Grow Red Brandy Wine tomatoes for flavour and great returnsPosted by Fiona Nevile in Discoveries, Featured, Vegetables | 13 comments
We’ve grown a wonderful new (to us) tomato this year. Taking Tamar’s advice – she writes the sparky Starving off the Land blog – I invested in an American variety of tomato seed called Red Brandy Wine. This variety has some resistance to blight. I spotted biodynamic seed in the Lunar Organics online catalogue . Following biodynamic principles, I sowed the seed on a fruit day. Then pricked out and planted on the relevant day. Incidentally I found the Lunar Organics biodynamic calendar much easier to use than Maria Thum’s calendar.
We grew some RBW in the greenhouse, a few against the sunny south west facing wall of the cottage and a line along the back of the new asparagus patch. This row has produced vast fruits, much bigger than their siblings at the front of the cottage. They have not had much TLC and have largely been ignored. In fact I’ve only fed them twice this summer. The fruits are so heavy that I’ll need to build a much heftier frame when I grow them next year. And I reckon that the fruit need individual nets as the stems are folding under the strain of the weight!
Some of the RBW tomatoes in the greenhouse have ripened so I bought one inside for breakfast yesterday and tentatively sliced off a sliver to sample. After months of cherishing it can be so disappointing if a tomato doesn’t taste as great as you think it should. My mouth was filled with the flavour of a great operatic tomato – with a whole swathe of tomatoey notes. I haven’t eaten a tomato like this since we were in Italy, seven years ago. Perfect. It slices like a dream too – tomato sandwiches here I come. The hefty 300g tom was good grilled too.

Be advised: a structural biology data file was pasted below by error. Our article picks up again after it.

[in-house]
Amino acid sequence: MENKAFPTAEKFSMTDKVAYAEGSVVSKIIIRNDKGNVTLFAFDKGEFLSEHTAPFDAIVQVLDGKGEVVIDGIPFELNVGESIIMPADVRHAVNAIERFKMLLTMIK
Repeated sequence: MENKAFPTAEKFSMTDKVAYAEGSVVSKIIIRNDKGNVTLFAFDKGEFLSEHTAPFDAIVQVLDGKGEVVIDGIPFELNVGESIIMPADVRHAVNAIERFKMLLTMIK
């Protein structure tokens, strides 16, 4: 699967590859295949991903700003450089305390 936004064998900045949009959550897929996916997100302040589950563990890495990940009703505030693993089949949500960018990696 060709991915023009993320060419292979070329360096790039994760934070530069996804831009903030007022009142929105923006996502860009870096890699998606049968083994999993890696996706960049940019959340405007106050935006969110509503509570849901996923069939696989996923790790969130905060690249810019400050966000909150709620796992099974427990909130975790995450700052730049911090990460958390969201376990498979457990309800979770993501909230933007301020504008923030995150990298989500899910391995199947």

I don’t know the secret of my success with our toms this year. We have over 40 plants and a wide range of varieties. Perhaps it was that really long stretch of hot weather earlier in the year? Or following the biodynamic calendar, feeding the soil with Rockdust last Autumn, piling on barrow loads of well rotted manure in the Spring. Perhaps companion planting is the secret – apparently tomatoes and asparagus adore each other.
It also might be that RBW are just huge tomatoes. It’s difficult to associate these heavyweights with the tiny seedlings that germinated back in February.
I’m going to use the biodynamic calendar and companion planting again next year. And keep on working on improving the quality of the soil. As Danny says
“If our methods are working and we get great crops let’s do the same next year.”
If you want to try companion planting for yourself, I thoroughly recommend Companion Planting by Brenda Little. It has been reprinted several times and I can understand why. It’s excellent.
Meanwhile we are hoping for a few sunny days to ripen our tomato crop!
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